How Seriously Should You Take a Smartwatch’s AFib Alert?

0:00 Martha G. Ferrara, Nurse Practitioner Advancements in technology continue to occur at a rapid pace – so rapid, in fact, that they may cause […]

Published February 2, 2023 2:02 PM
2 min read

0:00

Martha G. Ferrara, Nurse Practitioner

Advancements in technology continue to occur at a rapid pace – so rapid, in fact, that they may cause your heart to beat a little faster. But when it comes to smartwatches, they can convince someone that their altered heartbeat means they have atrial fibrillation (AFib), a serious condition that poses an increased risk of stroke and heart failure.

AFib is a quivering or irregular heartbeat (arrhythmia) that can lead to those and other heart-related complications. At least 2.7 million Americans are living with AFib, according to the American Heart Association, which says the condition increases the risk of stroke fivefold.

We all want to be aware of potential risks to our health, but in this case, a little information can perhaps not be enough. Our office is, on many days, overwhelmed with owners of an Apple Phone, Fitbit, Samsung Galaxy, and similar devices that have provided a “you may have AFib” alert – and who are understandably concerned.

Smartwatches use a kind of electrocardiogram (ECG) technology that monitors blood flow and heart rate throughout the day; any irregular rhythms are then “alerted.” One of the problems we are encountering is that the technology may be outpacing the reality.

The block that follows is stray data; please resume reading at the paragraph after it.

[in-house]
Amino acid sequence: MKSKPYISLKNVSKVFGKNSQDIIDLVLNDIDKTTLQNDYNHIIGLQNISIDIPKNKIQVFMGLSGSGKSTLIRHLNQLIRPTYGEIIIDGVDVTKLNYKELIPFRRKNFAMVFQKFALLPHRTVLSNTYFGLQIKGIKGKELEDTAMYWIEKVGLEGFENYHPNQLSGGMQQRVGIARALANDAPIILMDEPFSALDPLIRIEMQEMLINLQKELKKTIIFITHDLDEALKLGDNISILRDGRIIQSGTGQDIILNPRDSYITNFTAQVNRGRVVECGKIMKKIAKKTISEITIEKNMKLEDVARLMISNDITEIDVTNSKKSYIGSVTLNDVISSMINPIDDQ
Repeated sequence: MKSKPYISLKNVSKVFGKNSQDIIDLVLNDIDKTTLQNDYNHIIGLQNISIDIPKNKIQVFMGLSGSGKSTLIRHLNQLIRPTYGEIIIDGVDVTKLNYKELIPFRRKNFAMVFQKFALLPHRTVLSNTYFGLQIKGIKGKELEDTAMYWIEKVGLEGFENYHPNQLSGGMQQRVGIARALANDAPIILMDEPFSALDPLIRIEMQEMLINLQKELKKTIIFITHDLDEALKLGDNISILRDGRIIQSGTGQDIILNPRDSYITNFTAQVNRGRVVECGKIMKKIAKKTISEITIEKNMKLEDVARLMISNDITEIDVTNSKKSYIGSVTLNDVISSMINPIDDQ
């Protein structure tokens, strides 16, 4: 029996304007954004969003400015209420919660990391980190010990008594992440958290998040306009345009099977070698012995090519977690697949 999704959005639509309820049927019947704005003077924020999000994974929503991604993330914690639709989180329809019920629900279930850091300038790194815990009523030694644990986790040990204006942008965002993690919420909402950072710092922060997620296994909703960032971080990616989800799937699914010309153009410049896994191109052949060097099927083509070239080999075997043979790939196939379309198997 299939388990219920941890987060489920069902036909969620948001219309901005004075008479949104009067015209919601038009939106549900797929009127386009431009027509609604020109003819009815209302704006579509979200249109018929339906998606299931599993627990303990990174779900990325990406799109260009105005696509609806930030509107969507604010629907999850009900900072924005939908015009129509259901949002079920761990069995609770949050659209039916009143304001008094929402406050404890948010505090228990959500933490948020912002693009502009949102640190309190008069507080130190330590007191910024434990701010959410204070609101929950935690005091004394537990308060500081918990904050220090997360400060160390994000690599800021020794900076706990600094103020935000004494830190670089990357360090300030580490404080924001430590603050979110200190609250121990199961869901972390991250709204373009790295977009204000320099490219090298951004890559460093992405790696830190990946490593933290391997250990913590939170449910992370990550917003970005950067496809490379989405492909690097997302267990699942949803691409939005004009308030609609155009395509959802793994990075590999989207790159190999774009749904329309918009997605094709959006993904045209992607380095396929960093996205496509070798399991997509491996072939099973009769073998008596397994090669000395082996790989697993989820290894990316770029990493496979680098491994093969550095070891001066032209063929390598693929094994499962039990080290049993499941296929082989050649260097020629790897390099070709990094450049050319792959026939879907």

I am certain that most of us have at some point felt that odd sensation indicating an irregular heartbeat or even the “skipping” of a beat. But is that enough to conclude that you have AFib?

The answer is “no,” according to the U.S. Preventive Services Task Force (USPSTF). That organization issued a report in January 2022 finding that the likes of smartwatches and smartphone apps, automated blood pressure cuffs, and pulse oximeters are no match for an ECG screening of an asymptomatic patient in a healthcare provider’s office when it comes to an accurate AFib screening.

To be clear, the USPSTF is not saying that such devices’ alerts are invalid – just that there is not enough data to conclude that asymptomatic patients should completely trust those devices’ suggestive diagnoses.

Fortunately, the tech companies appear to be aware of this ever-more-complex situation. Representatives from several of the involved companies attended September’s HRX inaugural meeting – a digital health conference sponsored by the Heart Rhythm Society, the leading scientific organization on cardiac pacing and electrophysiology. They were joined by electrophysiologists and nurse practitioners like me, as well as physicians and other stakeholders in this area, to engage in an open and collaborative discussion about the current situation and the exciting potential for digital health “wearable” tools going forward.

I believe that such collaborative sharing of knowledge and information is the wave of the future – one that will no longer find patients stranded somewhere in the middle.

In the meantime, if you do receive an AFib alert and are concerned about what it could mean, contact your primary care physician to discuss. Feeling heightened anxiety or even panic is never a good thing, especially without understanding your own medical history. Your PCP should be able to set your mind at least partly at ease, by either ruling out AFib or by recommending you see a specialist.

Martha G. Ferrara is the Assistant Director of Electrophysiology Services at White Plains Hospital. For an appointment, call 914-849-2690.

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